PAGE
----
Artificial Intelligence 101: Understanding the power of AI and its dangers

ByCheryl Mettendorf and Chad Pradelli WPVI logo
Tuesday, June 4, 2024
Understanding the power of artificial intelligence and its dangers
Artificial Intelligence 101: Understanding the power of AI and its dangers

PHILADELPHIA (WPVI) -- Artificial intelligence is rapidly evolving.

We hear about it often, but many people are uninformed about how they're currently using it and don't know how to incorporate it in their daily lives.

AI refers to the simulation of human intelligence in computers or machines that are programmed to think and learn like humans.

The technology is designed to perform tasks like visual perception, speech recognition, decision making and language translation.

From Apple's Siri to Google's Alexa and many customer service chatbots, you're likely already enmeshed in AI.

Social media networks even use the technology to analyze your behavior and moderate hate speech.

Inside the University of Pennsylvania's School of Engineering and Applied Science, professor Chris Callison-Burch showed us ChatGPT, which is a system that allows people to create images with a simple text prompt.

We input "robot sitting at desk working." Within seconds images appeared.

"That's a pretty good image," said Chad Pradelli.

"It's pretty good," replied Callison-Burch.

Professor Callison-Burch also scripted a movie in ChatGPT. Fantastical but life-like characters came to life through its image generator.

In everyday life, ChatGPT and similar programs can also be used to help plan a presentation, write a resume, or even brainstorm ideas.

"So, I am typing, 'Let's brainstorm ideas of an interview about AI introducing tools to the general public,'" said Callison-Burch.

Within a few seconds, ChatGPT presented us with detailed topics in an organized format to discuss.

"Took longer for me to type in a prompt than it did for GPT to generate a coherent output," he said.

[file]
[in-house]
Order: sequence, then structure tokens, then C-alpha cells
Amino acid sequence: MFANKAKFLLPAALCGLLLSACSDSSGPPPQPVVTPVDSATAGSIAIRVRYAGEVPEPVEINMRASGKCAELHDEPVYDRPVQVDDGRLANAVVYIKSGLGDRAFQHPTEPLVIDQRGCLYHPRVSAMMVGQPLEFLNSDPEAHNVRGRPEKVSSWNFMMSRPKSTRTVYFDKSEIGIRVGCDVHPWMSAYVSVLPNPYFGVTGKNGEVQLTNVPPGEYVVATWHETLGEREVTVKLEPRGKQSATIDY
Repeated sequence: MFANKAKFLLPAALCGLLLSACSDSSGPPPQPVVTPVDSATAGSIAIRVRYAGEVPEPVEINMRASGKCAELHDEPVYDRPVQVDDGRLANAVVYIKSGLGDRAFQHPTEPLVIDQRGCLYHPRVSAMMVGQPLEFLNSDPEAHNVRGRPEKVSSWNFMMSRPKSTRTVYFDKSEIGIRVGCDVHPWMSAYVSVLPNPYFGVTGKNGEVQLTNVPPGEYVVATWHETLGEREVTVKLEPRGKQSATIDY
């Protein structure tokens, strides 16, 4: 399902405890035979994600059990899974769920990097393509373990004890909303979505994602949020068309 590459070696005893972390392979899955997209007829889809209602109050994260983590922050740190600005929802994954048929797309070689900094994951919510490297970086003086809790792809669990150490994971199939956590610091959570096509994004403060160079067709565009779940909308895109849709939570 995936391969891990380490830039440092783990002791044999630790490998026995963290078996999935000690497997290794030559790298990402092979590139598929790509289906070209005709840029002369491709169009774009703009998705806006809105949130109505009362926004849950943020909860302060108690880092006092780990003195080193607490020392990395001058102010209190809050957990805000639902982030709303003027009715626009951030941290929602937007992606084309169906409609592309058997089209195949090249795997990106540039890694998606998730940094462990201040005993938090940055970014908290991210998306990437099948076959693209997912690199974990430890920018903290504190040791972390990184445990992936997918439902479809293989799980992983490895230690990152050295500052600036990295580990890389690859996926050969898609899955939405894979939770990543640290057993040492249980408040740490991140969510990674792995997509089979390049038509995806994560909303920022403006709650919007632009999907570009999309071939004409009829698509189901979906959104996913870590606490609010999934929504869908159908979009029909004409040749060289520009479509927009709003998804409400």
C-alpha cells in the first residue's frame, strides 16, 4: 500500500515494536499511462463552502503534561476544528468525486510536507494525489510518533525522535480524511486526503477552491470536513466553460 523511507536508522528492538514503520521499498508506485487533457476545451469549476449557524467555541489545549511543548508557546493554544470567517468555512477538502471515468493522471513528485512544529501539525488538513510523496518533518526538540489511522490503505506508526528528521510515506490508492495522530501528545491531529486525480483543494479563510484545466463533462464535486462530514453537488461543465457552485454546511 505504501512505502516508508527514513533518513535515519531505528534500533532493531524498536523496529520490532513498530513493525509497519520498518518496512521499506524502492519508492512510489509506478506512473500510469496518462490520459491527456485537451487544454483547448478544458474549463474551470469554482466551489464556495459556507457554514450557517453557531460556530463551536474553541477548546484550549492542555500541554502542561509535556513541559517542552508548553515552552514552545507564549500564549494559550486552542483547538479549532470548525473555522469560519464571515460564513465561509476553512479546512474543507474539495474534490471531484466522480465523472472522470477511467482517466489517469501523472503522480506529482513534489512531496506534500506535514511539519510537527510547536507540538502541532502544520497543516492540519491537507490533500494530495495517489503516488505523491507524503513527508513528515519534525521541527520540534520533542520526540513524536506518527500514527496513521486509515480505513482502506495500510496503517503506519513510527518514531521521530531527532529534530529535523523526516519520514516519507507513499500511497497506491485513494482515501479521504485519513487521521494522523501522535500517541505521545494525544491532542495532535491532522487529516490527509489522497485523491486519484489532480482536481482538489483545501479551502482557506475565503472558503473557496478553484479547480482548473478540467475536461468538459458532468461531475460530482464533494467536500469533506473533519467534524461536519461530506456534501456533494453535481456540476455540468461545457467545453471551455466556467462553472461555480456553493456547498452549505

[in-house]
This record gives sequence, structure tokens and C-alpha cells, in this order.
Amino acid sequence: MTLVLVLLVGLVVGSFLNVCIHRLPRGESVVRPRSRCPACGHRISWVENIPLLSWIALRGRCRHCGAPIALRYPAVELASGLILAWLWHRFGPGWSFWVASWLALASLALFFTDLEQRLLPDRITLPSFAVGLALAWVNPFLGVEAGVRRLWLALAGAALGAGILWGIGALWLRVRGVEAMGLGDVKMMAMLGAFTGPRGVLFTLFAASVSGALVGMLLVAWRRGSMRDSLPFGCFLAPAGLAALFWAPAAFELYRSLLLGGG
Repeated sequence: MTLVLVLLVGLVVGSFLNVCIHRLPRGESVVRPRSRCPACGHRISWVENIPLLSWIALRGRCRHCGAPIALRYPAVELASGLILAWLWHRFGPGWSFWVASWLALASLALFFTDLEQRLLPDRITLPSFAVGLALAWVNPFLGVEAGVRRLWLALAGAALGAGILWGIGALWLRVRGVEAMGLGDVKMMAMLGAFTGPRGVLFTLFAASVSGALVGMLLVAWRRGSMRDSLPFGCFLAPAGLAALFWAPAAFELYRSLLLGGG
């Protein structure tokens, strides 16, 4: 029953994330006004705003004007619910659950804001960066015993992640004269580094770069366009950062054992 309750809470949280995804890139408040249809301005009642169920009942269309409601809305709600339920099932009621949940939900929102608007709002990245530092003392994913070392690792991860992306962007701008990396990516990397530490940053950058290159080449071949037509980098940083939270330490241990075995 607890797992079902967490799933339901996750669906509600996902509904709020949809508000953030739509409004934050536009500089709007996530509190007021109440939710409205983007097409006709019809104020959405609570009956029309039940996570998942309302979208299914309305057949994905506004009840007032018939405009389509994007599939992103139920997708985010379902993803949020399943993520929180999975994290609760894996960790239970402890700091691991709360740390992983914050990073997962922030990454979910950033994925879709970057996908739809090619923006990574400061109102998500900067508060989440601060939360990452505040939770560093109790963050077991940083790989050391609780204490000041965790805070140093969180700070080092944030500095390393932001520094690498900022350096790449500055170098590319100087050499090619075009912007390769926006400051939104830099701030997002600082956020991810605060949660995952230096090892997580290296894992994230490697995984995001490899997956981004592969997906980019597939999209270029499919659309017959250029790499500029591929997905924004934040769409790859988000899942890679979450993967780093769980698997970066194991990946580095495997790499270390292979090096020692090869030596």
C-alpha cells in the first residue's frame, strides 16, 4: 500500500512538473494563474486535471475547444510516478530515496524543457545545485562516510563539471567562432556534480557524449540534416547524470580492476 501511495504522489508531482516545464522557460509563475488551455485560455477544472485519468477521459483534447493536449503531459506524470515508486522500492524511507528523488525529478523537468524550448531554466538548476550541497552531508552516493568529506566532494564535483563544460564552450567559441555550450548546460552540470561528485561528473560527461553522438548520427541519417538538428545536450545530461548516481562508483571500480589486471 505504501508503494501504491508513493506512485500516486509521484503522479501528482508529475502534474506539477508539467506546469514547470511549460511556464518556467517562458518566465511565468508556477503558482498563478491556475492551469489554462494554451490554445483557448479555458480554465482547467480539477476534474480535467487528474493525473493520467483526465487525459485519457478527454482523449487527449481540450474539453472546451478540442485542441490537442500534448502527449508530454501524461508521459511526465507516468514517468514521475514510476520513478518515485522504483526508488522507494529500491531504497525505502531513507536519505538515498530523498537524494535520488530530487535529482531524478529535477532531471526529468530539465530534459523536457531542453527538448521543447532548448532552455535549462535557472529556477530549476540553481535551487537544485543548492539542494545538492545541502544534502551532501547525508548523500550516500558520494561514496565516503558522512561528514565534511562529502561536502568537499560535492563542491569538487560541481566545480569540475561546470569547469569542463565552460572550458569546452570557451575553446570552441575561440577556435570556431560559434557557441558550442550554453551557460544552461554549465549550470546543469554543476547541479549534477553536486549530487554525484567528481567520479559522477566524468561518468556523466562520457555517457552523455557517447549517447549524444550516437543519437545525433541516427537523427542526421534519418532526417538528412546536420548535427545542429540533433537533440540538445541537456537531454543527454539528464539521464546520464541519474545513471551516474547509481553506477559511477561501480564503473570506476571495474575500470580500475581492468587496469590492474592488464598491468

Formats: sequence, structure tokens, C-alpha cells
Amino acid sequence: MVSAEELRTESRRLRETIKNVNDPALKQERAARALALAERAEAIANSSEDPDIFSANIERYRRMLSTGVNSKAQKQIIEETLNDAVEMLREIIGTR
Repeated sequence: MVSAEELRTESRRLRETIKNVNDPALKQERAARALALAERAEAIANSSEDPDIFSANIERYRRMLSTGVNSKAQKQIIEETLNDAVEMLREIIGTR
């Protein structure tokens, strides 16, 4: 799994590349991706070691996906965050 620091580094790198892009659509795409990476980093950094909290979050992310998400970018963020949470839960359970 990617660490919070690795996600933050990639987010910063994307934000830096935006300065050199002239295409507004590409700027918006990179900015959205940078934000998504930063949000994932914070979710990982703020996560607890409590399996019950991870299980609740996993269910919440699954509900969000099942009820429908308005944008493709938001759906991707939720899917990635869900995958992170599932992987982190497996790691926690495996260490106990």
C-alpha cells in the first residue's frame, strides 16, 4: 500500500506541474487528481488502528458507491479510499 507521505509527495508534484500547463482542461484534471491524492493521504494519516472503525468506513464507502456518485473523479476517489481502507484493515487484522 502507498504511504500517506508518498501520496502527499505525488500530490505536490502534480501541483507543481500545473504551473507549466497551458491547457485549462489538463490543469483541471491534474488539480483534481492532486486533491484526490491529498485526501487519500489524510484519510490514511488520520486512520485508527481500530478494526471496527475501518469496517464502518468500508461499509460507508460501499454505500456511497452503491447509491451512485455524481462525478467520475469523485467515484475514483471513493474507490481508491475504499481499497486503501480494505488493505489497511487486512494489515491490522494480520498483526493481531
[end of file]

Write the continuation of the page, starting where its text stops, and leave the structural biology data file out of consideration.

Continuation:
Professor Callison-Burch said everyone should be experimenting with AI technologies.

Some are free, while others require subscriptions or a combination of both.

"Ultimately it's going to become part of everyone's everyday job," said Callison-Burch.

"Should people be concerned about their careers and jobs?" asked Chad Pradelli.

"I think it's still too early to see how widespread this effect will be," Callison-Burch replied.

But users of generative AI need to be careful. Traditional AI excels at analyzing data and performing specific tasks. Generative AI goes a step further, focusing on creating new content like text, images, music and more. It is also designed to learn and make decisions.

"I personally would not be comfortable turning over to generative AI model, access to my bank accounts, and having it act on what it perceives my instructions to be," said professor Michael Kearns.

Kearns is also a professor of AI at the University of Pennsylvania. He and others said AI can "hallucinate," meaning output things that are confidently stated but not grounded in fact -- meaning simply not true.

It's also created a flood of what's called "deepfakes," which are artificial images or video manipulated to influence elections, harm individuals, or just spread disinformation.

"I think there's going be some serious policy issues and societal issues that we're all going to have to grapple with," said Kearns.

Other AI concerns deal with bias and discrimination, and concerns generative AI will understand it is smarter than humans and best to make decisions.

Pennsylvania and several other states have begun passing legislation in an effort to control the wave of artificial intelligence coming our way.